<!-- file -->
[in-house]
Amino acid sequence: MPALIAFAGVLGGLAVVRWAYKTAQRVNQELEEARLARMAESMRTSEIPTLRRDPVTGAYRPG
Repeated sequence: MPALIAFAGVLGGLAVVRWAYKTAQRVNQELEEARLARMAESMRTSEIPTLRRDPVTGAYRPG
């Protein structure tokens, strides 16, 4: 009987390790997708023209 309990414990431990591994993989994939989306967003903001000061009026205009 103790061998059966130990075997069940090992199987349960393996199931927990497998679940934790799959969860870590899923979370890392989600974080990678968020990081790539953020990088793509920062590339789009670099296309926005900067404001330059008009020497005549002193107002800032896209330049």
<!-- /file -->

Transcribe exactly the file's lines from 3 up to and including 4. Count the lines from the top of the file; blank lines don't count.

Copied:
Repeated sequence: MPALIAFAGVLGGLAVVRWAYKTAQRVNQELEEARLARMAESMRTSEIPTLRRDPVTGAYRPG
């Protein structure tokens, strides 16, 4: 009987390790997708023209 309990414990431990591994993989994939989306967003903001000061009026205009 103790061998059966130990075997069940090992199987349960393996199931927990497998679940934790799959969860870590899923979370890392989600974080990678968020990081790539953020990088793509920062590339789009670099296309926005900067404001330059008009020497005549002193107002800032896209330049």